Synopsis: In this highly Churchill-centric retelling of historical events, the British government desperately works to find a way to deal with Europe quickly falling to the nazis, and how to save the bulk of their army at Dunkirk.
• Gary Oldman created the stubborn, grumpy heart of the film as the pivotal Winston Churchill.
• A truly engaging rendition of events that succeeded in creating suspense when the resolutions of the events depicted are well known.
• Arguably recreated how isolated the British government might have felt at the onset of WWII, even though they were still running a global empire. Europe falling to the nazi’s as quickly as it did most certainly caught the world off guard.
• Though months are truncated into two hours, it can always be a distraction on how much artistic license was taken with the historical events. Those likely alterations came off as very similar in goals to the propaganda depicted in the film.
• Characters other than Churchill tended to be somewhat two dimensional in their depiction.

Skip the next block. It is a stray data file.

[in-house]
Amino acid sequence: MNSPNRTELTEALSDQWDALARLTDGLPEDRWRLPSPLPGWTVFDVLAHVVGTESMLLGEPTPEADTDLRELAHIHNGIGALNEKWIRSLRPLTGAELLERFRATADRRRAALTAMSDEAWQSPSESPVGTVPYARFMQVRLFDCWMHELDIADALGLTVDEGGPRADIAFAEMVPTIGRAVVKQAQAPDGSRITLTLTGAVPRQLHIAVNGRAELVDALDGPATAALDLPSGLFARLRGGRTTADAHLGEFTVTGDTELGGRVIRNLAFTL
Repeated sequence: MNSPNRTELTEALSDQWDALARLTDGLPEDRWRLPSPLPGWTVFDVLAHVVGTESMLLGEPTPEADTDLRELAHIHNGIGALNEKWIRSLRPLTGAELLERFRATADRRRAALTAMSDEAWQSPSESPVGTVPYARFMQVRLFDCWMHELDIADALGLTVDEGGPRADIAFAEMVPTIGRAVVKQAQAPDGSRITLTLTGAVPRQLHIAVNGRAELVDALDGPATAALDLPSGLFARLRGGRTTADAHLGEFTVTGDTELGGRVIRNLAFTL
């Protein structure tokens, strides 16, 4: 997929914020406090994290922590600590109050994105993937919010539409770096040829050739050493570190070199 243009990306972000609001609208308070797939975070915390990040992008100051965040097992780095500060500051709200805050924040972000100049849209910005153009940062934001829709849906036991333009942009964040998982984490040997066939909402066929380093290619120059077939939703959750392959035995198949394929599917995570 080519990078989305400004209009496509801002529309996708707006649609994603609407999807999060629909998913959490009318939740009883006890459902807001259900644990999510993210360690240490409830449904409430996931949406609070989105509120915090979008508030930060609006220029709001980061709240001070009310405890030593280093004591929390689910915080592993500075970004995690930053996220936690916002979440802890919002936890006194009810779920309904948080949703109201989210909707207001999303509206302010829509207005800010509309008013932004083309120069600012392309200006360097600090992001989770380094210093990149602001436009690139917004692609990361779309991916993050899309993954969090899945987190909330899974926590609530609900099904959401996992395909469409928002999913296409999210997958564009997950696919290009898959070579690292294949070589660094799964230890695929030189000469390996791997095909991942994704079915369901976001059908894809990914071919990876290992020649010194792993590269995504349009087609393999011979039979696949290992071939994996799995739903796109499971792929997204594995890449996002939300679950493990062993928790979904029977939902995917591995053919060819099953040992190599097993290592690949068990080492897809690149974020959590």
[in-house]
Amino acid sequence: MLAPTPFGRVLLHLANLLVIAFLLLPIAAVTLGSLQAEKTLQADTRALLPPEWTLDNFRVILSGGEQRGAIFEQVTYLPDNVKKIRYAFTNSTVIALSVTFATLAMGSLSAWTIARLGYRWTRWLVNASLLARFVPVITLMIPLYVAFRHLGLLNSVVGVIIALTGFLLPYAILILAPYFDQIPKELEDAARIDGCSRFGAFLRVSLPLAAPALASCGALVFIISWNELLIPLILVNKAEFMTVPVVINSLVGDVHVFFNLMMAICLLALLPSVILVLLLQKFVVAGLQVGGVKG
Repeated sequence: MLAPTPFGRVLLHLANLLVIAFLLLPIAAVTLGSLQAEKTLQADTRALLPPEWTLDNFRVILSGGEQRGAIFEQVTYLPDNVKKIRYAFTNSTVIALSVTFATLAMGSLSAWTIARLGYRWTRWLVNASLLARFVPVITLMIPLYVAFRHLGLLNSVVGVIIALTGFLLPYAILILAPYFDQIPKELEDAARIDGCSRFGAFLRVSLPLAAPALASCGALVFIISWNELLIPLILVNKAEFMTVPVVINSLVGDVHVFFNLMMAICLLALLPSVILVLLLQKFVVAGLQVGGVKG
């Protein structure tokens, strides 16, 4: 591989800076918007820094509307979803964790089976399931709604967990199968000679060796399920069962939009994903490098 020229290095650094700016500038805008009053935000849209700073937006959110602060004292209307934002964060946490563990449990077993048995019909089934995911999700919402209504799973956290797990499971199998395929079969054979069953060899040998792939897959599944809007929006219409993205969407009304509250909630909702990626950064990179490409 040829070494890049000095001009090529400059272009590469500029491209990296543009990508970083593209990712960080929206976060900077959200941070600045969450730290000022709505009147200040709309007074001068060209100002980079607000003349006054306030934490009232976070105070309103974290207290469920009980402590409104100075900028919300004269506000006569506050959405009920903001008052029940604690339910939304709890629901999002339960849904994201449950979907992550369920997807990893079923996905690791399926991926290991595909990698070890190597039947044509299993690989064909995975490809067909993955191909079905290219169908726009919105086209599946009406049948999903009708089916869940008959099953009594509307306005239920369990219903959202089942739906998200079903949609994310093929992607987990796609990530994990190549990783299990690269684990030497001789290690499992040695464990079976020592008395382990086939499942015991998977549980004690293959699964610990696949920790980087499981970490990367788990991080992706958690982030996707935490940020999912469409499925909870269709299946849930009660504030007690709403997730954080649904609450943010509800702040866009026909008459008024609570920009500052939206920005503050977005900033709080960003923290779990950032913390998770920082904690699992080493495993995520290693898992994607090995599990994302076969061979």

• Though the sense of “group effort” was there, much of the pivotal decision making seemed glazed over in favor of more Churchill.
No matter how many ways it may be told, there was no denying that Churchill was the right person to lead Great Britain against the nazis. He was an aging old Brit with certainly a few regrets, but he certainly had no intention of letting a whole empire down. His shear stubbornness, uncompromisingly depicted on screen, was something politicians and fascist dictators underestimated. With the help of many — and cocky miscalculations on the nazi end — he played that pivotal role in keeping a global empire afloat. Britain might not of truly had the moral high ground in how they built an empire into the early twentieth century, but the world might be very different today if Britain’s home island chose bending the knee instead of irrational stubbornness. Darkest Hour may not be a verbatim textbook on the first years of WWII, but we were shown the hardest decisions of one of the most flawed British leaders.
Rotten Tomatoes — 85%